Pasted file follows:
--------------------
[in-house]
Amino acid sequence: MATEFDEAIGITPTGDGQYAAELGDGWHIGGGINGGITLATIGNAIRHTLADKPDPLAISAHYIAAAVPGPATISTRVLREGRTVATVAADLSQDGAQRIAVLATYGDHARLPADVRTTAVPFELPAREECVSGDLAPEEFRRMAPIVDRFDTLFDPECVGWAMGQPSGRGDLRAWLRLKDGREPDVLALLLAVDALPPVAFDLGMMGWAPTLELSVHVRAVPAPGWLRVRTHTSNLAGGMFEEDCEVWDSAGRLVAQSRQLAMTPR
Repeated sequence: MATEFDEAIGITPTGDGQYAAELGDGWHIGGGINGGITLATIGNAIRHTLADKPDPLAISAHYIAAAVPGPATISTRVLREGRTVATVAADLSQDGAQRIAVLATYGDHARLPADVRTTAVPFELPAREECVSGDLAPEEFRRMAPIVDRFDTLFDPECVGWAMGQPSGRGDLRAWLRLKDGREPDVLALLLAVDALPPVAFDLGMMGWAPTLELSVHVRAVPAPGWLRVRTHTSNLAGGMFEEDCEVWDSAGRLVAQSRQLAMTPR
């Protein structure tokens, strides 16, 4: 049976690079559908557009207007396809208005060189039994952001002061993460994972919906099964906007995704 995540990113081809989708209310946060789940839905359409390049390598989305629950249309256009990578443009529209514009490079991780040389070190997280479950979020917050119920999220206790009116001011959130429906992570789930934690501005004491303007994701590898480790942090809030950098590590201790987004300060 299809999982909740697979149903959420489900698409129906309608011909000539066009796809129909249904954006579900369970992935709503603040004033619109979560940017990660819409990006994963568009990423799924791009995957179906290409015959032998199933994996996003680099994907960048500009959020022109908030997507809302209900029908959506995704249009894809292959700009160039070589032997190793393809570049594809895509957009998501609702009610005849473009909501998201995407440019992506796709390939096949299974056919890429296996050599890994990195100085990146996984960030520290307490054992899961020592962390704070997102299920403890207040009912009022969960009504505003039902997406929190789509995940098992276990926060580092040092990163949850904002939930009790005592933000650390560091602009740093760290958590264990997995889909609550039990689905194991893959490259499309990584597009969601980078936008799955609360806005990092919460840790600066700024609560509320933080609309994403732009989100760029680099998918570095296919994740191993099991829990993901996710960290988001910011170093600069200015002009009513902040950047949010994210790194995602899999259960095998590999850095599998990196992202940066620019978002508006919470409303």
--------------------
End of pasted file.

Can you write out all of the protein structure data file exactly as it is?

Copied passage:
[in-house]
Amino acid sequence: MATEFDEAIGITPTGDGQYAAELGDGWHIGGGINGGITLATIGNAIRHTLADKPDPLAISAHYIAAAVPGPATISTRVLREGRTVATVAADLSQDGAQRIAVLATYGDHARLPADVRTTAVPFELPAREECVSGDLAPEEFRRMAPIVDRFDTLFDPECVGWAMGQPSGRGDLRAWLRLKDGREPDVLALLLAVDALPPVAFDLGMMGWAPTLELSVHVRAVPAPGWLRVRTHTSNLAGGMFEEDCEVWDSAGRLVAQSRQLAMTPR
Repeated sequence: MATEFDEAIGITPTGDGQYAAELGDGWHIGGGINGGITLATIGNAIRHTLADKPDPLAISAHYIAAAVPGPATISTRVLREGRTVATVAADLSQDGAQRIAVLATYGDHARLPADVRTTAVPFELPAREECVSGDLAPEEFRRMAPIVDRFDTLFDPECVGWAMGQPSGRGDLRAWLRLKDGREPDVLALLLAVDALPPVAFDLGMMGWAPTLELSVHVRAVPAPGWLRVRTHTSNLAGGMFEEDCEVWDSAGRLVAQSRQLAMTPR
């Protein structure tokens, strides 16, 4: 049976690079559908557009207007396809208005060189039994952001002061993460994972919906099964906007995704 995540990113081809989708209310946060789940839905359409390049390598989305629950249309256009990578443009529209514009490079991780040389070190997280479950979020917050119920999220206790009116001011959130429906992570789930934690501005004491303007994701590898480790942090809030950098590590201790987004300060 299809999982909740697979149903959420489900698409129906309608011909000539066009796809129909249904954006579900369970992935709503603040004033619109979560940017990660819409990006994963568009990423799924791009995957179906290409015959032998199933994996996003680099994907960048500009959020022109908030997507809302209900029908959506995704249009894809292959700009160039070589032997190793393809570049594809895509957009998501609702009610005849473009909501998201995407440019992506796709390939096949299974056919890429296996050599890994990195100085990146996984960030520290307490054992899961020592962390704070997102299920403890207040009912009022969960009504505003039902997406929190789509995940098992276990926060580092040092990163949850904002939930009790005592933000650390560091602009740093760290958590264990997995889909609550039990689905194991893959490259499309990584597009969601980078936008799955609360806005990092919460840790600066700024609560509320933080609309994403732009989100760029680099998918570095296919994740191993099991829990993901996710960290988001910011170093600069200015002009009513902040950047949010994210790194995602899999259960095998590999850095599998990196992202940066620019978002508006919470409303």